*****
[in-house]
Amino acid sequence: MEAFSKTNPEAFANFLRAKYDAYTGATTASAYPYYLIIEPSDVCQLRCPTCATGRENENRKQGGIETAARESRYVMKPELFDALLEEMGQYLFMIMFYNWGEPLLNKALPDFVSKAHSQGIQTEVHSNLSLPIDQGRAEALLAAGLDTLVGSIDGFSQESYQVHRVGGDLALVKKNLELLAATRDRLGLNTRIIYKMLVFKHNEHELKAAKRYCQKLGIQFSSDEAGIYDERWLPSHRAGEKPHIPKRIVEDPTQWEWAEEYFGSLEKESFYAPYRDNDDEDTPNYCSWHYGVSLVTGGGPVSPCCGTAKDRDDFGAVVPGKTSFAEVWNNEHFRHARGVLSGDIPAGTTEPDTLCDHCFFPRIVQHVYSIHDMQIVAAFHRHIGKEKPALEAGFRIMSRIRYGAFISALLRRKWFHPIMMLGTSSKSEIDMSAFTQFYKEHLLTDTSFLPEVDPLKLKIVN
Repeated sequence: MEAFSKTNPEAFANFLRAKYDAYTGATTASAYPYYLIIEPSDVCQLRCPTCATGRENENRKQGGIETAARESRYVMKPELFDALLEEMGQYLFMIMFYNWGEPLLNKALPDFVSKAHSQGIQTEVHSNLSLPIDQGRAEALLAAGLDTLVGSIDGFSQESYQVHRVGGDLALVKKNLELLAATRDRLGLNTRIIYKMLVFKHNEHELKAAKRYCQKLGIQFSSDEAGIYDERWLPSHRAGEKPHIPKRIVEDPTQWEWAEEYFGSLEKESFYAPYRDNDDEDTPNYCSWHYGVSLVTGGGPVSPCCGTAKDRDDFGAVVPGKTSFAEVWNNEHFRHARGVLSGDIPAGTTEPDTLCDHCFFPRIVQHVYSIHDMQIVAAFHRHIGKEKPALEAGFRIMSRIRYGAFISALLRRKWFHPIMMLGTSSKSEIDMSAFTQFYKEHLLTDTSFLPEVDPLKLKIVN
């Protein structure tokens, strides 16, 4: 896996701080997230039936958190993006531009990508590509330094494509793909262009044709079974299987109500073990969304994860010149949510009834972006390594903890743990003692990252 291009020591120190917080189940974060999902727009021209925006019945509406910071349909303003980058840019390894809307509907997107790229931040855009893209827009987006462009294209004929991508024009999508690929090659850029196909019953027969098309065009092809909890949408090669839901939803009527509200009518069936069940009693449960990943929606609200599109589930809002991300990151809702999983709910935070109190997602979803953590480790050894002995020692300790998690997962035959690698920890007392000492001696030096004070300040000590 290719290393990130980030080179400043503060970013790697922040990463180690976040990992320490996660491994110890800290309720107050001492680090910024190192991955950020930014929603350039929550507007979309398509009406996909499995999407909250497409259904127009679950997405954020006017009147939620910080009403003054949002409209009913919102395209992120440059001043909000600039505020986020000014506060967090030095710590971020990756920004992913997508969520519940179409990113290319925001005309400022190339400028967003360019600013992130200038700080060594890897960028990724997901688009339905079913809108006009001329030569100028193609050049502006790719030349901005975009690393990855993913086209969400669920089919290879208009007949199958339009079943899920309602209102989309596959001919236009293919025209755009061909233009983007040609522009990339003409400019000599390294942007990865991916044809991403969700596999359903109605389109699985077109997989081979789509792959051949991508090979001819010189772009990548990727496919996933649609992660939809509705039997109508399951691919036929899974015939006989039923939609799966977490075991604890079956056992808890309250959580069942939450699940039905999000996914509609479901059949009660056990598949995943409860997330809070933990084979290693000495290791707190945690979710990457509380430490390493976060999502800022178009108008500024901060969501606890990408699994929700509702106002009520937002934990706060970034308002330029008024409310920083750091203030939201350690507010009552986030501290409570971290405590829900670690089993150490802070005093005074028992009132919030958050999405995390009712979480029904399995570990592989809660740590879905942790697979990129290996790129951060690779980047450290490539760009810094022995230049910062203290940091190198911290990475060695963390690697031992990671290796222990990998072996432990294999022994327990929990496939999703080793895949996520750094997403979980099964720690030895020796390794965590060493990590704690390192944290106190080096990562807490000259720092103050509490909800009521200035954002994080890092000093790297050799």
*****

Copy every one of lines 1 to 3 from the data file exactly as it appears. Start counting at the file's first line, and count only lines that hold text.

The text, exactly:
[in-house]
Amino acid sequence: MEAFSKTNPEAFANFLRAKYDAYTGATTASAYPYYLIIEPSDVCQLRCPTCATGRENENRKQGGIETAARESRYVMKPELFDALLEEMGQYLFMIMFYNWGEPLLNKALPDFVSKAHSQGIQTEVHSNLSLPIDQGRAEALLAAGLDTLVGSIDGFSQESYQVHRVGGDLALVKKNLELLAATRDRLGLNTRIIYKMLVFKHNEHELKAAKRYCQKLGIQFSSDEAGIYDERWLPSHRAGEKPHIPKRIVEDPTQWEWAEEYFGSLEKESFYAPYRDNDDEDTPNYCSWHYGVSLVTGGGPVSPCCGTAKDRDDFGAVVPGKTSFAEVWNNEHFRHARGVLSGDIPAGTTEPDTLCDHCFFPRIVQHVYSIHDMQIVAAFHRHIGKEKPALEAGFRIMSRIRYGAFISALLRRKWFHPIMMLGTSSKSEIDMSAFTQFYKEHLLTDTSFLPEVDPLKLKIVN
Repeated sequence: MEAFSKTNPEAFANFLRAKYDAYTGATTASAYPYYLIIEPSDVCQLRCPTCATGRENENRKQGGIETAARESRYVMKPELFDALLEEMGQYLFMIMFYNWGEPLLNKALPDFVSKAHSQGIQTEVHSNLSLPIDQGRAEALLAAGLDTLVGSIDGFSQESYQVHRVGGDLALVKKNLELLAATRDRLGLNTRIIYKMLVFKHNEHELKAAKRYCQKLGIQFSSDEAGIYDERWLPSHRAGEKPHIPKRIVEDPTQWEWAEEYFGSLEKESFYAPYRDNDDEDTPNYCSWHYGVSLVTGGGPVSPCCGTAKDRDDFGAVVPGKTSFAEVWNNEHFRHARGVLSGDIPAGTTEPDTLCDHCFFPRIVQHVYSIHDMQIVAAFHRHIGKEKPALEAGFRIMSRIRYGAFISALLRRKWFHPIMMLGTSSKSEIDMSAFTQFYKEHLLTDTSFLPEVDPLKLKIVN